Guinea-Bissau president names government in move to end deadlock
In a presidential decree published Wednesday, Vaz gave the lion’s share of posts in the 31-member government to members of his African Party for the Independence of Guinea-Bissau and Cape Verde (PAIGC), which has the most seats in parliament.
The reshuffle came under an initiative launched by the 16-nation Economic Community of West African States (ECOWAS).
Vaz’s elected five-year mandate ended on June 23 but he is temporarily staying on under an ECOWAS mediation plan.
On Saturday, ECOWAS declared Vaz should “leave the conduct of business to the government” until new presidential elections are staged on November 24.
Sitting between Senegal and Guinea on Africa’s west coast, Guinea-Bissau has struggled with volatility for years.
It has seen multiple attempted and successful coup bids since independence from Portugal in 1974.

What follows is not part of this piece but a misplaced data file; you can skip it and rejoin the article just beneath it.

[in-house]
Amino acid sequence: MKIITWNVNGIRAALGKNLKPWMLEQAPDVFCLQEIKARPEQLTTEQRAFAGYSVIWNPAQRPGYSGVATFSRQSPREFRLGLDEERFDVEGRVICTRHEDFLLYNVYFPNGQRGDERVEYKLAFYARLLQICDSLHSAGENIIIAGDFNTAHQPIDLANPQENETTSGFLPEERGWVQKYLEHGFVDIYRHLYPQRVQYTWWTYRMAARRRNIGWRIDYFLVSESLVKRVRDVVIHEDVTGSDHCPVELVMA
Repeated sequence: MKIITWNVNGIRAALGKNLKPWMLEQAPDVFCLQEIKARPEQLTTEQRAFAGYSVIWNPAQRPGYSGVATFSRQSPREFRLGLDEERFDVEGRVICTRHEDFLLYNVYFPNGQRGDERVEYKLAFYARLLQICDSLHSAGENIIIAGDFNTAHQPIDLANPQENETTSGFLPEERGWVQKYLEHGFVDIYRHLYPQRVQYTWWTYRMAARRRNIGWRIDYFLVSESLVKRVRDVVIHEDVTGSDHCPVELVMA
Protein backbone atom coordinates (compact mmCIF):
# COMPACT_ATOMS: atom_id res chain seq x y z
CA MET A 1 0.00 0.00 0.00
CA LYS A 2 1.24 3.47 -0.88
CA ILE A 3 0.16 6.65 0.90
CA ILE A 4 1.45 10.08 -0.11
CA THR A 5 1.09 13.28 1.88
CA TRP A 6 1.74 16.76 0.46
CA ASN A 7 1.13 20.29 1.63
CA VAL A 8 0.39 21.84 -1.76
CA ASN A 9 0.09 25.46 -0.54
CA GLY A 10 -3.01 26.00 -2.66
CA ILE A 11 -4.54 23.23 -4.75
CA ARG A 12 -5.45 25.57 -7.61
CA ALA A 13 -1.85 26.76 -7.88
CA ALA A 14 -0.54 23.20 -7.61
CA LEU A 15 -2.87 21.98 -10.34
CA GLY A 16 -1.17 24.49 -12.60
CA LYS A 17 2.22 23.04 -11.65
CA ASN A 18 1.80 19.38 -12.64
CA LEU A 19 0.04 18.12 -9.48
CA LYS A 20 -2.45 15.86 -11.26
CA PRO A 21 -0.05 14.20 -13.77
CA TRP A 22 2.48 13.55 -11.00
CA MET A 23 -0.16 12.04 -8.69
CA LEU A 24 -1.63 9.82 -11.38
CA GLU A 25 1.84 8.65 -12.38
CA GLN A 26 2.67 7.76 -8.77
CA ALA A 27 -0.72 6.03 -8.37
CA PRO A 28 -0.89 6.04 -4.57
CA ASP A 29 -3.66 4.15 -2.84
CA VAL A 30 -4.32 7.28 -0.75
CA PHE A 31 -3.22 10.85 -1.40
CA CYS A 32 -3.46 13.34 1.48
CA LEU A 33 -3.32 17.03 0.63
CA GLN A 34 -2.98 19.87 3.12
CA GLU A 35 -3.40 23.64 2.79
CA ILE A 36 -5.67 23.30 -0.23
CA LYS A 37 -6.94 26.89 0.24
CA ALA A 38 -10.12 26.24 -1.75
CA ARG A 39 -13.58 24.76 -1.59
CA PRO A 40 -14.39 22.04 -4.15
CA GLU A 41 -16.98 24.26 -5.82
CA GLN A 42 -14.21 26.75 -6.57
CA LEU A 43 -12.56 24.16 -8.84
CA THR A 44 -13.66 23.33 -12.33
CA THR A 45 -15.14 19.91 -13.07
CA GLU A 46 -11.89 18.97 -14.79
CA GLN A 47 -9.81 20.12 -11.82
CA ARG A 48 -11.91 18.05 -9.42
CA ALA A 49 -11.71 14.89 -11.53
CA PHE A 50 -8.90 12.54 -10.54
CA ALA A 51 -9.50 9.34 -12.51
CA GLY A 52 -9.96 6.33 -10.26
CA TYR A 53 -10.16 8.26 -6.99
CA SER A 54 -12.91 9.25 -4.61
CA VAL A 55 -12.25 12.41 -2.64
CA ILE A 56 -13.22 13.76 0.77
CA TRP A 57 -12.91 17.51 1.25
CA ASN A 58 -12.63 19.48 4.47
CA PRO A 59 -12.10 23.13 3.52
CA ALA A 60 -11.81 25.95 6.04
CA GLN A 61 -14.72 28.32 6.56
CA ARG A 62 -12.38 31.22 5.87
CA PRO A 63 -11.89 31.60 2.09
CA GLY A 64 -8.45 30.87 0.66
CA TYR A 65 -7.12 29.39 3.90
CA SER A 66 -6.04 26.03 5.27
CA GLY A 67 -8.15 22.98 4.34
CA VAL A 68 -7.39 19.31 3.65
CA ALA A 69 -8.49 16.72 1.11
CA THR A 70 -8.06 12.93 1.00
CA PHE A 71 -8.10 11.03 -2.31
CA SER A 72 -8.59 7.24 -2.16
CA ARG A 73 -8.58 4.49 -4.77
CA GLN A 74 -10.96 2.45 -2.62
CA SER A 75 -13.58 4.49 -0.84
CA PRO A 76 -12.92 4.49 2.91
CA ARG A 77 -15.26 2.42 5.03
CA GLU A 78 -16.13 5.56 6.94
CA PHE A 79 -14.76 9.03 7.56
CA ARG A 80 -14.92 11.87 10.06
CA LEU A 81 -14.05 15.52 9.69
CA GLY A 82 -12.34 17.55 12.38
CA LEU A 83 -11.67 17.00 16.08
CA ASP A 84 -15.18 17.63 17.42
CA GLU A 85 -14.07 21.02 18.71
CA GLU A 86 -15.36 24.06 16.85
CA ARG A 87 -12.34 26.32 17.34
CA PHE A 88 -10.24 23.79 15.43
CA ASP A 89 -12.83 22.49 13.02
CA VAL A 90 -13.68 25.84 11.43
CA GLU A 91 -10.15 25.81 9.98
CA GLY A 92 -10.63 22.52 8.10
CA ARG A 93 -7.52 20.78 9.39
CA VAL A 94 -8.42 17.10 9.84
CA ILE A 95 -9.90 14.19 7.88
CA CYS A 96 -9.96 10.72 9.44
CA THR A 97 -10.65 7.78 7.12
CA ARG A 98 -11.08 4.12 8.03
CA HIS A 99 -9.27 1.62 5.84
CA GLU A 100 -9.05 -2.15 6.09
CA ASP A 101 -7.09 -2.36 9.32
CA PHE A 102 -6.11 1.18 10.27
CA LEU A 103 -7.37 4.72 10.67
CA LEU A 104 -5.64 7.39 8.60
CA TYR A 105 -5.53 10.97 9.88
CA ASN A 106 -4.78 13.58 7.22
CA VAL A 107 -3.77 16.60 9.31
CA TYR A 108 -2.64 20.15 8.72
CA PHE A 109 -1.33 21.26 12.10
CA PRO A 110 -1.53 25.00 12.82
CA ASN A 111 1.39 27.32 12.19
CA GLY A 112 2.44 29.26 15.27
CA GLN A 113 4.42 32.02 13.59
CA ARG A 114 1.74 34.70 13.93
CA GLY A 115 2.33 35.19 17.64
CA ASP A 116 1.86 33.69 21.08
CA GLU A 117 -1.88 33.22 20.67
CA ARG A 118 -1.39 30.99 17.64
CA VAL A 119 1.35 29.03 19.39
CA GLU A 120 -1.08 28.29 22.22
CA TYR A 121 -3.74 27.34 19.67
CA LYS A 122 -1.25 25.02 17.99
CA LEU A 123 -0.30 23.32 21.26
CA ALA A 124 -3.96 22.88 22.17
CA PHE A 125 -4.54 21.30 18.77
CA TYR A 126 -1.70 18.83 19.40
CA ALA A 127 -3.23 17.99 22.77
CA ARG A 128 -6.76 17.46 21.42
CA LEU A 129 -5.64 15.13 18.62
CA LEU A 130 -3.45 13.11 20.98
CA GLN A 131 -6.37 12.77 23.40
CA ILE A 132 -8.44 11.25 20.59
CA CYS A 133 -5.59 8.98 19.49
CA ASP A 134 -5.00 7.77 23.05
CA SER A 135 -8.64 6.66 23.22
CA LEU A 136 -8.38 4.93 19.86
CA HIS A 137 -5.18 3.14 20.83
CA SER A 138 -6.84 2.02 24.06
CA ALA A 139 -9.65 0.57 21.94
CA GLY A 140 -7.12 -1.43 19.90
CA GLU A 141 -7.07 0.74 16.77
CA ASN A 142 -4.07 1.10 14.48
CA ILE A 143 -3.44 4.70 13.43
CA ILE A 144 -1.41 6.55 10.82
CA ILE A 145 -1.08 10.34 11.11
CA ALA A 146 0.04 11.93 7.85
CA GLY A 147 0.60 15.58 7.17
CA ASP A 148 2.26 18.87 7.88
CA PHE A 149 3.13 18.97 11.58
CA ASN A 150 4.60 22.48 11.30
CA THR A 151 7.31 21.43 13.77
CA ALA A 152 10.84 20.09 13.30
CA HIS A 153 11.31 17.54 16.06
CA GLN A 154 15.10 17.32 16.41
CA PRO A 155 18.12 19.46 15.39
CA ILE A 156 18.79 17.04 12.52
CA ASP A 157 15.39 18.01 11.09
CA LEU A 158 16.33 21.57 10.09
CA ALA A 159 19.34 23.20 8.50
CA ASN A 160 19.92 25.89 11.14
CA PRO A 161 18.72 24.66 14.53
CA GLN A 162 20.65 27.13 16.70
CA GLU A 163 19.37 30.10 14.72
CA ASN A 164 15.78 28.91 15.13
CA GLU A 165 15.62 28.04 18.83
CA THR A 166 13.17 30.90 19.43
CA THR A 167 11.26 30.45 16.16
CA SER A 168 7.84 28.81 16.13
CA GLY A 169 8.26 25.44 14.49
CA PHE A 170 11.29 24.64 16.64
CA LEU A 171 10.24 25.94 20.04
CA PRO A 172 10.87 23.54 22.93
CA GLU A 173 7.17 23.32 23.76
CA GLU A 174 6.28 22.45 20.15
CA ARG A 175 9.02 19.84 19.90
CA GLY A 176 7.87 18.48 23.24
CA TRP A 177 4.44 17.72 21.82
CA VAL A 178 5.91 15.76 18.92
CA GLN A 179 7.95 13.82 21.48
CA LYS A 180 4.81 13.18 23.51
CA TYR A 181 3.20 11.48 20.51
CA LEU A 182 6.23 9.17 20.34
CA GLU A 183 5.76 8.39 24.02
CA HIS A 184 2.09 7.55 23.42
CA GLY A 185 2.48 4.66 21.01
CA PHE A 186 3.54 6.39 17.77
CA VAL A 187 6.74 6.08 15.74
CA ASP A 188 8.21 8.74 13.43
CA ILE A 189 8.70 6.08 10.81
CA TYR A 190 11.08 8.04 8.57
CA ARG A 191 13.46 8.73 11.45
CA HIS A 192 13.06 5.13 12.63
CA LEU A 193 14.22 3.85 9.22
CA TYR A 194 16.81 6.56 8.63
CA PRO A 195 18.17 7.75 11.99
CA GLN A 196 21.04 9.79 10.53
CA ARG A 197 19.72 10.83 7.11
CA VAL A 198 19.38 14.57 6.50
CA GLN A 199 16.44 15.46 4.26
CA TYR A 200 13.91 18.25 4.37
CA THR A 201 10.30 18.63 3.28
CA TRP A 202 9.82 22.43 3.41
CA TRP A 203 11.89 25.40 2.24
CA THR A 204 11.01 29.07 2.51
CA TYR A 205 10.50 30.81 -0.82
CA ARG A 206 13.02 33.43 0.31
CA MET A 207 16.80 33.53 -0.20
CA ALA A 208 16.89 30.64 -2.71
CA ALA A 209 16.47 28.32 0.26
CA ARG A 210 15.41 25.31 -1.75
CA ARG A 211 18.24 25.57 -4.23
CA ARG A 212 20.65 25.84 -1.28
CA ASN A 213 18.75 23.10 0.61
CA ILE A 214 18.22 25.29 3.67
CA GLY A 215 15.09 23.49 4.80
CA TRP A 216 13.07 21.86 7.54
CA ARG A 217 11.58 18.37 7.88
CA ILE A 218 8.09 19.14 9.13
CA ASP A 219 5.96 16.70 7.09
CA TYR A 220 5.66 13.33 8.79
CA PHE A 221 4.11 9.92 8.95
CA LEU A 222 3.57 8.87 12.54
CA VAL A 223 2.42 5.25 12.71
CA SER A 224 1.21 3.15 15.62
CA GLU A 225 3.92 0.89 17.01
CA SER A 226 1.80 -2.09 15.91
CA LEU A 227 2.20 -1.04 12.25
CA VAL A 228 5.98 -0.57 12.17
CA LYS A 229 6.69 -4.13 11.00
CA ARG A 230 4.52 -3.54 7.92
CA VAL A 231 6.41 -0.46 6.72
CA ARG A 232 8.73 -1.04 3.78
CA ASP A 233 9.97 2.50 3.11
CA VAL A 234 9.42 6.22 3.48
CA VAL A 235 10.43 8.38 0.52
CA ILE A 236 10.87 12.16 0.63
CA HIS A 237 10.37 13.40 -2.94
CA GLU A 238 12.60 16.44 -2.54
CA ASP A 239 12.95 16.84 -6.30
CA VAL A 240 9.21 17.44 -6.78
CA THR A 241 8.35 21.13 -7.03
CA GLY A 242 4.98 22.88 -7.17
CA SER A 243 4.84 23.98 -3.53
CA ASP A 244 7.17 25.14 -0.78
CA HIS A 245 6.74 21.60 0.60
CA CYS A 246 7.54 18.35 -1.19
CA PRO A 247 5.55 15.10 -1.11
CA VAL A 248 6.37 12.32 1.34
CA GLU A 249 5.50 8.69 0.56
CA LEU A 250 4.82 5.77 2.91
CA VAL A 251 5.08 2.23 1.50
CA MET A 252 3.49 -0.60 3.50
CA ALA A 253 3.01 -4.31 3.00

The latest crisis dates back to 2015, when Vaz fell out with then prime minister, Domingos Simoes Pereira, and fired him.
It had been hoped that the row would be settled by legislative elections on March 10.
But it deepened after PAIGC and its allies won a majority of seats in parliament and proposed Pereira, the party leader, as prime minister — a move Vaz opposed.
The incoming government will be led by current caretaker prime minister, Aristide Gomez.
He is a longstanding member of the PAIGC, a major party in the fight to end Portuguese colonial rule in 1974 and then set up a Marxist-Leninist state.
Multi-party democracy came in the 1990s, but Vaz is the first president to complete his elected term in a small, mostly agricultural country marked by military coups and drug trafficking.
By separate decree, Vaz named a new attorney general, Ladislau Clemente Fernando Embassa, “until the swearing-in of a new president of the republic.”
This appointment was also in response to an ECOWAS demand.
The previous attorney-general, Bacari Baia, resigned on Tuesday, three days after he called for parliament speaker Cipriano Cassama to be arrested for “attempting to subvert constitutional order”.
A majority of MPs had been pushing for Cassama to take over the interim presidency in place of Vaz.
Baia had also been accused by the PAIGC of “acts of persecution” against party officials.
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